Any poll that has been somehow skewed toward a certain result. One method is framing the questions to get the answers you want, typically with loaded questions. Close, but not the same, is where you don't care about the answer, you just are using the questions themselves to sway people: the poll is propaganda or rumormongering masquerading as opinion polling. Example: "Do you believe we should retreat and let the enemy conquer the world? (Yes/No)". Another example: "Would you be more or less likely to vote for Candidate X if you knew he was a convicted murderer?" Another is polling people when you already know how they will answer, that is, only polling people who might already have the opinion you want. For example, polling only rich people about whether welfare expenditure is too high. Also there is polling people to identify their opinion personally in order to discover exactly who has what opinion, which is the opposite of legitimate polls where people are only identified by the demographic, not by name.
- Likewise with PiQ's (replacement for Newtype USA) article regarding fans' opinions on their new format. The fact that it was called the "Cheese and Whine Party" pretty much guaranteed that anyone who didn't like it wasn't exactly going to get much sympathy.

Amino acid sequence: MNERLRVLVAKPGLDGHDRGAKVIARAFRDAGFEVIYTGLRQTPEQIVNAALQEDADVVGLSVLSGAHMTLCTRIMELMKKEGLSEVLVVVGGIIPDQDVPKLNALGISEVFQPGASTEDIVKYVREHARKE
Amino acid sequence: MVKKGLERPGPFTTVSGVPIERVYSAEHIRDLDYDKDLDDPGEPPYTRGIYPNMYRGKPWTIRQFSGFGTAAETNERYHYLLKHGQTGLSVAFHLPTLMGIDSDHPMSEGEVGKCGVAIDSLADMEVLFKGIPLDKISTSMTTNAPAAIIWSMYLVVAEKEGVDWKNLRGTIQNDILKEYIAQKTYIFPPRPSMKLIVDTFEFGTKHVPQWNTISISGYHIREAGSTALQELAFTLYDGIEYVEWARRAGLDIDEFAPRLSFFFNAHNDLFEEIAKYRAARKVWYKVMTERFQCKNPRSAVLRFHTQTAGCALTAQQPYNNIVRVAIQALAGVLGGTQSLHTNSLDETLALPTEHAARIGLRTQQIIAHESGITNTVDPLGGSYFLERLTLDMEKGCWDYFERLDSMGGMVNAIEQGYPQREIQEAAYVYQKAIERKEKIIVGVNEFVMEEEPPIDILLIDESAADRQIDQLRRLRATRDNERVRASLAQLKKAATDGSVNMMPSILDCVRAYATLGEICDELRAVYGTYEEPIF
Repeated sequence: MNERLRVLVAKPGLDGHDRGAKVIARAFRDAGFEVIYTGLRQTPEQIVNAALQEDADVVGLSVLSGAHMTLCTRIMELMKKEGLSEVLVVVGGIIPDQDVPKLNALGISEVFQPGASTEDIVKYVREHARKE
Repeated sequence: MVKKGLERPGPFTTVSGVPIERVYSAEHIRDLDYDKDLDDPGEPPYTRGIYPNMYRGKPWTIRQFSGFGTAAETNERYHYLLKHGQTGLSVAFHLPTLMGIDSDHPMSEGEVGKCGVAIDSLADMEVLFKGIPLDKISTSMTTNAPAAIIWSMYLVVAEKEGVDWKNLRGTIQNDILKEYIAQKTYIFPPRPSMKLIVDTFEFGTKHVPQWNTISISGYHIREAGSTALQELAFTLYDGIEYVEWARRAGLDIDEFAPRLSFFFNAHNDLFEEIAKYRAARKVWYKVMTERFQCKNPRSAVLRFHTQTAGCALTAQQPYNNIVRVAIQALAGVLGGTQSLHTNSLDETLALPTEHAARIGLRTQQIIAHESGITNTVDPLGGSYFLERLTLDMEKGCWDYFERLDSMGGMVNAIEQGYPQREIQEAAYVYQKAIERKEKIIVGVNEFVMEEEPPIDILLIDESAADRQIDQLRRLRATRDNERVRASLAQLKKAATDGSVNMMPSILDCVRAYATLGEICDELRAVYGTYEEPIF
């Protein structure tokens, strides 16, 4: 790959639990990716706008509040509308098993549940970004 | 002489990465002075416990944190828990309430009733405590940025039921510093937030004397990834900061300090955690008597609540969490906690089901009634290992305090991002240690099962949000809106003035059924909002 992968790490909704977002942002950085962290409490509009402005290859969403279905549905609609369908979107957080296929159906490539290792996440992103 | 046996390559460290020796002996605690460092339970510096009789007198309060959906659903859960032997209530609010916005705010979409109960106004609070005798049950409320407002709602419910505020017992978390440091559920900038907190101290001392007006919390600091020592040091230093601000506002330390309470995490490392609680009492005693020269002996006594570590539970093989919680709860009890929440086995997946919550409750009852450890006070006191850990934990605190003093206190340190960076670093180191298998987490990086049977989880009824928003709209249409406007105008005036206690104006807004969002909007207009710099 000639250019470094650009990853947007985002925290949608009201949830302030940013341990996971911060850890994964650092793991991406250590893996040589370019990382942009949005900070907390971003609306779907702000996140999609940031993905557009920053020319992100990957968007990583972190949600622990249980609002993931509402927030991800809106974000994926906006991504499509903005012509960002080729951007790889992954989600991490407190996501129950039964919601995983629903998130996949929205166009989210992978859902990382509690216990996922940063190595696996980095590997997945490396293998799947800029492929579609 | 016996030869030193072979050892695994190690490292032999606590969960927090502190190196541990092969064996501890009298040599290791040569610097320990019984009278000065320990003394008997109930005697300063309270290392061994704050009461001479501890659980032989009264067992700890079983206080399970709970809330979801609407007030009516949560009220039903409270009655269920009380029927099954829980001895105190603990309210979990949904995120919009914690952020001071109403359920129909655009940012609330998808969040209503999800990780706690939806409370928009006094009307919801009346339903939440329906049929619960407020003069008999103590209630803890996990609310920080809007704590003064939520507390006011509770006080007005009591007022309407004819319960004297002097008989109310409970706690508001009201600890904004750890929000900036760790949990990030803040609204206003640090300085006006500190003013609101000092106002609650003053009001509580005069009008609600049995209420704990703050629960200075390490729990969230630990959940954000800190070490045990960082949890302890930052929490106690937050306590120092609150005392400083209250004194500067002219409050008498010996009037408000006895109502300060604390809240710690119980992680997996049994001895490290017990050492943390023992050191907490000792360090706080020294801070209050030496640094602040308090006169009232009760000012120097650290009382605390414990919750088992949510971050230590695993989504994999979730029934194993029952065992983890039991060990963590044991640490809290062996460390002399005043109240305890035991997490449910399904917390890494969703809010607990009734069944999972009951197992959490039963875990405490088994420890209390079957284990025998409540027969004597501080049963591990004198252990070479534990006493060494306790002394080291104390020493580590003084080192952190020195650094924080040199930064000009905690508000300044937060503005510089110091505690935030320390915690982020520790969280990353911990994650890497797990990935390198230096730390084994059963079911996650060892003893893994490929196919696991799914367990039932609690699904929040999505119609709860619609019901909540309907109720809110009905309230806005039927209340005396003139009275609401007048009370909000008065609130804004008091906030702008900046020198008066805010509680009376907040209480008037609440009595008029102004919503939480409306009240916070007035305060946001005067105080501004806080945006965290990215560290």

- One episode of Yes, Prime Minister had Sir Humphrey demonstrate how this works by asking Bernard two separate series of questions, one leading to the obvious conclusion that compulsory military service would be a good thing and the other leading to the obvious conclusion that compulsory military service would be a bad thing.
- There was a famous Real Life example to show how people will sign any petition if it's worded the right way. People were asked to sign a petition to ban the substance dihydrogen monoxide - used in industry with almost no regulations, used by various kinds of criminals, capable of killing humans and other animals, able to corrode iron... Of course, anyone with a basic knowledge of chemistry should know what molecule has two hydrogen atoms and one oxygen atom.
- A Peanuts special ("You're Not Elected, Charlie Brown") had Lucy taking an opinion poll to see if Linus could win the school election. Naturally, she intimidated everyone into saying they would vote for him and she thus concluded that he had a good chance.
- One infamous push poll was created by Karl Rove while working to get George W. Bush nominated for president over John McCain. "Would you be more likely or less likely to vote for John McCain for president if you knew he had fathered an illegitimate black child?" It doesn't matter because he didn't, but they didn't technically accuse him of doing so.
- Parodied by Stephen Colbert: <insert person>, Great <relative position> or Greatest <relative position>? (George Bush, Great President or Greatest President?)
- Moral philosophers do this on purpose, and are always depressed that they can completely change someone's answer to the most fundamental questions of life by changing only the way exactly the same question is phrased.